When you spot an enemy on the grid, time pauses and allows you to select your move. Within the choices you are also able to see the amount of time that the move will take. Rather it be a hip throw, or a throat chop, one move might be better suited for a certain situation due to timing. Sometimes time is sacrificed for power and vice versa. In addition to the time that the move takes, it also shows you the probability of that move being successful or not. Like in most RTS games, you are taking those factors as well as positioning into account, this time you are having to additionally factor in the timeline.
The timeline at the top of the screen also reveals exactly how many seconds it will take for your enemy to perform a certain move. So, if you see that its going to take 4 seconds for your enemy to aim and shoot, and it takes you 2.5 seconds to throat chop him – than you can execute that and interfere with his planned tactical timeline. This then allows you a second or two of extra time to pull up your gun and fire. Or to push him forward and fire at enemies behind him. The further you become familiar with the timeline and Hex’s system as whole the more impressive your chains of moves will become. Its just a shame that they look so janky.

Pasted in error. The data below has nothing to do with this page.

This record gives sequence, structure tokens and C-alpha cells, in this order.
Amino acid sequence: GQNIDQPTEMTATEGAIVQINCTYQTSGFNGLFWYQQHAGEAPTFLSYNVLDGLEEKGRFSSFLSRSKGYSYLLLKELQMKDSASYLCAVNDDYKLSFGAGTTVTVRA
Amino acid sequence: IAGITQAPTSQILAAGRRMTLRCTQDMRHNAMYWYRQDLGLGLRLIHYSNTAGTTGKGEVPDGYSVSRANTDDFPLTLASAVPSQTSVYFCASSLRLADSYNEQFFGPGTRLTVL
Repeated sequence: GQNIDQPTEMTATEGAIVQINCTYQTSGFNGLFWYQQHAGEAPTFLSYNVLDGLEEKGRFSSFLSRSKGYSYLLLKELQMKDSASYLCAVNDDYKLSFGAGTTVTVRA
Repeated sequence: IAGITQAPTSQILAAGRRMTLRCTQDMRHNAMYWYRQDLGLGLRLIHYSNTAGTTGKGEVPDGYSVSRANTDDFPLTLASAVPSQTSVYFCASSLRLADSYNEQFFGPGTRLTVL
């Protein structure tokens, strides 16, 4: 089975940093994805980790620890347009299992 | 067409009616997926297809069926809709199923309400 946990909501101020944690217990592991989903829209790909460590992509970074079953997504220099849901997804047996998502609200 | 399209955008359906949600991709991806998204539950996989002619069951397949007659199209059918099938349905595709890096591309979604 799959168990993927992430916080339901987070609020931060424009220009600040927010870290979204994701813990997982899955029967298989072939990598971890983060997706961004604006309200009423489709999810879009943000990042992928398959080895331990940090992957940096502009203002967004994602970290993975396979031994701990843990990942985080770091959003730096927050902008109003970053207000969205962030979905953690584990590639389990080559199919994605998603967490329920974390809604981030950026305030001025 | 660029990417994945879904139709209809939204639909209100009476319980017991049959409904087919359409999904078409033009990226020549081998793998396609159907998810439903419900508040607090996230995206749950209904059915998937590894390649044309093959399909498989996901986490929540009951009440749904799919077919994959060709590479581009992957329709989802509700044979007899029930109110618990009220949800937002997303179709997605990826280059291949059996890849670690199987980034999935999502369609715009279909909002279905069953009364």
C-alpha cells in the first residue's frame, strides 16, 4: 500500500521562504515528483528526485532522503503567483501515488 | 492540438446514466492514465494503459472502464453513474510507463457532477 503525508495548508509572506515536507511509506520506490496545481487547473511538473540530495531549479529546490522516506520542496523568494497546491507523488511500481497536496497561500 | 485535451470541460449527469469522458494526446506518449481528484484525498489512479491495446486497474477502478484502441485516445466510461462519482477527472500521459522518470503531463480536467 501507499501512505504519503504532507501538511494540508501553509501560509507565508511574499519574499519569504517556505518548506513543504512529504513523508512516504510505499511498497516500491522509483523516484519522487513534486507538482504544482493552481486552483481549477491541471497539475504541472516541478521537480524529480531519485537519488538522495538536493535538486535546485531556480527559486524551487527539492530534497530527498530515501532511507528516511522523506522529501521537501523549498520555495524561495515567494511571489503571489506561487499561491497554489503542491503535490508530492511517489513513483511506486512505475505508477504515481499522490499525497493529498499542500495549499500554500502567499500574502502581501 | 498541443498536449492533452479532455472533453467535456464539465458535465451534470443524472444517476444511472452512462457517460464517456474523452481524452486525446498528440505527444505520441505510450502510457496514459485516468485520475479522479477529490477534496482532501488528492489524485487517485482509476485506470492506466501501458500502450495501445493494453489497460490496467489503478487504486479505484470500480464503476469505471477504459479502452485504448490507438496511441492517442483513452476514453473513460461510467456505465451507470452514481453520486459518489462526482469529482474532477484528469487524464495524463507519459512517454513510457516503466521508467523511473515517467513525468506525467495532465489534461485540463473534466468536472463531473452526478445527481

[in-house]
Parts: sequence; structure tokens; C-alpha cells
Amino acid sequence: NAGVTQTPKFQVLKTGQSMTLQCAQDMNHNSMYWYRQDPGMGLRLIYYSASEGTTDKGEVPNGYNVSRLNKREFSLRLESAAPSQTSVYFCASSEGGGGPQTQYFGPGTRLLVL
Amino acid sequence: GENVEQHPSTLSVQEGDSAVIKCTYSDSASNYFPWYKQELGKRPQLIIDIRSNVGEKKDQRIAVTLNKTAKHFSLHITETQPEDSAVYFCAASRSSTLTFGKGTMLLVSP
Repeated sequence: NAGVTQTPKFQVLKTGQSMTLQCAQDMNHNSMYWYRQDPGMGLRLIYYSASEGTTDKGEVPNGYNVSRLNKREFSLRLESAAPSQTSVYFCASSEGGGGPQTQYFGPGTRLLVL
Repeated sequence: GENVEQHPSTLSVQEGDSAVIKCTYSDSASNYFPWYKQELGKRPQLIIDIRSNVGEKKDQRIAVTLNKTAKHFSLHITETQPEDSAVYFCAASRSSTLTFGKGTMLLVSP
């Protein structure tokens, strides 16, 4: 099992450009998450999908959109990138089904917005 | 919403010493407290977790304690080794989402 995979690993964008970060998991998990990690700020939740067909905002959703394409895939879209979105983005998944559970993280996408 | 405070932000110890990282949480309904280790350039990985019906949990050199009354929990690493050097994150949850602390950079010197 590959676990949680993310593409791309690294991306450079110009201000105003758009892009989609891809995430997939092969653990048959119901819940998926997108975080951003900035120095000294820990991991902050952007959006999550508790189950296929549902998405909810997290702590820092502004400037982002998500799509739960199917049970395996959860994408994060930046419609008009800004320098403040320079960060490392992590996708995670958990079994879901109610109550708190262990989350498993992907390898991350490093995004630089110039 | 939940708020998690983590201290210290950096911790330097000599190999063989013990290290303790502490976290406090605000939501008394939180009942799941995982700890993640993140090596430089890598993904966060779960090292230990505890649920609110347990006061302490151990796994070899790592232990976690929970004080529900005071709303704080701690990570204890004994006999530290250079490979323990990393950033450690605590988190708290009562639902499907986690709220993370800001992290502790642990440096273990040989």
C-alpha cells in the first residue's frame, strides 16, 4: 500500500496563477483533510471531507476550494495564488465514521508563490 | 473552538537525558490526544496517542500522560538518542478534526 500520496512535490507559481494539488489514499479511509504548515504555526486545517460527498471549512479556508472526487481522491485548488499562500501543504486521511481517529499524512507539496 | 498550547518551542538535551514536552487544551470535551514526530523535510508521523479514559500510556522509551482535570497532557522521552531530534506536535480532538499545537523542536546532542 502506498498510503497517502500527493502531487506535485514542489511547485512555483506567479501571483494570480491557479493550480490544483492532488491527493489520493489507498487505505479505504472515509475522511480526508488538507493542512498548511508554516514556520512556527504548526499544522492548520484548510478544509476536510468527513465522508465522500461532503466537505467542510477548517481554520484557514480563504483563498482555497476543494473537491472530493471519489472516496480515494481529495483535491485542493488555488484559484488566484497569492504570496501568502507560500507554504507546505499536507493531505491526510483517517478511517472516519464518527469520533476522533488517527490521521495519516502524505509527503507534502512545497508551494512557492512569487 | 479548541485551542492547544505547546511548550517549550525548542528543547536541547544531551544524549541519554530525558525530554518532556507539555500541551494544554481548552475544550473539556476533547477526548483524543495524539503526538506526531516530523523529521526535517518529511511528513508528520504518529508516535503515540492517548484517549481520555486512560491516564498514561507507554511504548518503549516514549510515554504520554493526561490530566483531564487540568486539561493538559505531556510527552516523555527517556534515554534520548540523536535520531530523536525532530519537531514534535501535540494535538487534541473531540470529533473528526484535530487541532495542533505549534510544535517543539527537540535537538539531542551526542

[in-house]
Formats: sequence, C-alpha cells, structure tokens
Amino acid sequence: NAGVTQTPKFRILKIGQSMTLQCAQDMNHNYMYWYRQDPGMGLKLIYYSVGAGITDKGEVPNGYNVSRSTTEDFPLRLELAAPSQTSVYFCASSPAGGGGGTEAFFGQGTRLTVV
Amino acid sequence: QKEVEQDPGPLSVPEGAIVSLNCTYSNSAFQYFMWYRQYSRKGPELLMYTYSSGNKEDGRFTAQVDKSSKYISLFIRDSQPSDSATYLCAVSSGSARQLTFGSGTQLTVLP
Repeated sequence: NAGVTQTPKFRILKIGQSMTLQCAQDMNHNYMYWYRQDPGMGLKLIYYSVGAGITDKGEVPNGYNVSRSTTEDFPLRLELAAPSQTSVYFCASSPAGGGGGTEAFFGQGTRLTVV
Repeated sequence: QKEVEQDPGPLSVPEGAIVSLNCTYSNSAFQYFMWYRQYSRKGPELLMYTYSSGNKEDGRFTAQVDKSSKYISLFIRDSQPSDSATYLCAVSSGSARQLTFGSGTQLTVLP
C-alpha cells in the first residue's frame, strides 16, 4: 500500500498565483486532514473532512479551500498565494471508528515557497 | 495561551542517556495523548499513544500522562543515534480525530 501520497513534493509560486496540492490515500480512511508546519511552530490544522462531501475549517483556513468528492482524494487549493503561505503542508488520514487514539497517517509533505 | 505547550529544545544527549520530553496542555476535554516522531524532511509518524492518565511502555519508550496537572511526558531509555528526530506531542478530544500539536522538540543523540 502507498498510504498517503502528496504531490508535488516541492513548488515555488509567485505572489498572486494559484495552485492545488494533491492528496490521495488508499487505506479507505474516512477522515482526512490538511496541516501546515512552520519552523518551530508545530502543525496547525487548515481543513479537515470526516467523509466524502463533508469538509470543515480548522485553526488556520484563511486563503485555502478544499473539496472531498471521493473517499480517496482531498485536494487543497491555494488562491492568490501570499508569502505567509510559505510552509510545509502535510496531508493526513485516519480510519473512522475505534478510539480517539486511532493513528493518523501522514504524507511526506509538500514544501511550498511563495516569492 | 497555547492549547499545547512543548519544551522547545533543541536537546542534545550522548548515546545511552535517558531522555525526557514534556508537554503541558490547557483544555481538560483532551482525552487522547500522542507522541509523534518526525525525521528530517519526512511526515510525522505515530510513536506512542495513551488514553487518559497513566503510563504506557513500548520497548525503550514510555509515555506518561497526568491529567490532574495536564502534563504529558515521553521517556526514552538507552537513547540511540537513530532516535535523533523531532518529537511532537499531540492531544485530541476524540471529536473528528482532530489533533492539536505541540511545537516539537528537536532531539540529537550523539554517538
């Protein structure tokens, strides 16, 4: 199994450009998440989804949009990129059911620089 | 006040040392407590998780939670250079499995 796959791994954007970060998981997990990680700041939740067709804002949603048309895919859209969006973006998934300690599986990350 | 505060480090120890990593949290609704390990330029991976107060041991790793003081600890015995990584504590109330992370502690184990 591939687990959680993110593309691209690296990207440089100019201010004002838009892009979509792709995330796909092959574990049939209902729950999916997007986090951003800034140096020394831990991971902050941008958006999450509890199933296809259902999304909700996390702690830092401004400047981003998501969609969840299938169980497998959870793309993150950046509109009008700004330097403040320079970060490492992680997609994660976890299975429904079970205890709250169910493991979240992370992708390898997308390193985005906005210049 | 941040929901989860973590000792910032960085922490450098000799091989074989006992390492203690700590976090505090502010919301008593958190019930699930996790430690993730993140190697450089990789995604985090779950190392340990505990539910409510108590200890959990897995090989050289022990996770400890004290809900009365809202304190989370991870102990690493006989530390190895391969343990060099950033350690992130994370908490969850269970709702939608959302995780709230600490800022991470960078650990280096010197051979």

Focus is a very important part of the games mechanics. It allows you to perform melee takedowns, crouched shooting and dodging properly. In order to refill your focus, you just bring up an option similar to that of reload or wait. The option to change stance is also vital to learn. This puts you in a crouched position and totally changes your view of the games grid depending where you are standing, or if you are behind an obstruction. It does make it harder for your enemies to hit you though, so it’s a bonus.
Somebody, please get this man a gun! John Wick Hex is a careful bit of impressive tactical and well-time action. While it definitely, wasn’t the game that anyone expected from the monster action film series it is based on, it does manage to impress in its innovative approach to RTS. Mike Bithell managed to add a very indie approach to the world of Wick. There is a very welcome chapter of John Wick’s life here that we hadn’t known about, and I love spending time in the world of Wick. It’s great to see a new big baddie that Wick had gone up against in his past. John Wick Hex is a fresh approach to RTS in genral and the addition of that timeline makes for an addictive experience where I found myself attempting to master my level ratings. While the actions of Wick are janky the masterful use of RTS elements makes for an unexpected but excellent experience.
John Wick Hex is now available on Nintendo Switch, PlayStation 4, Xbox One, Microsoft Windows, Mac.
Reviewed on Xbox Series X from a code provided by publisher.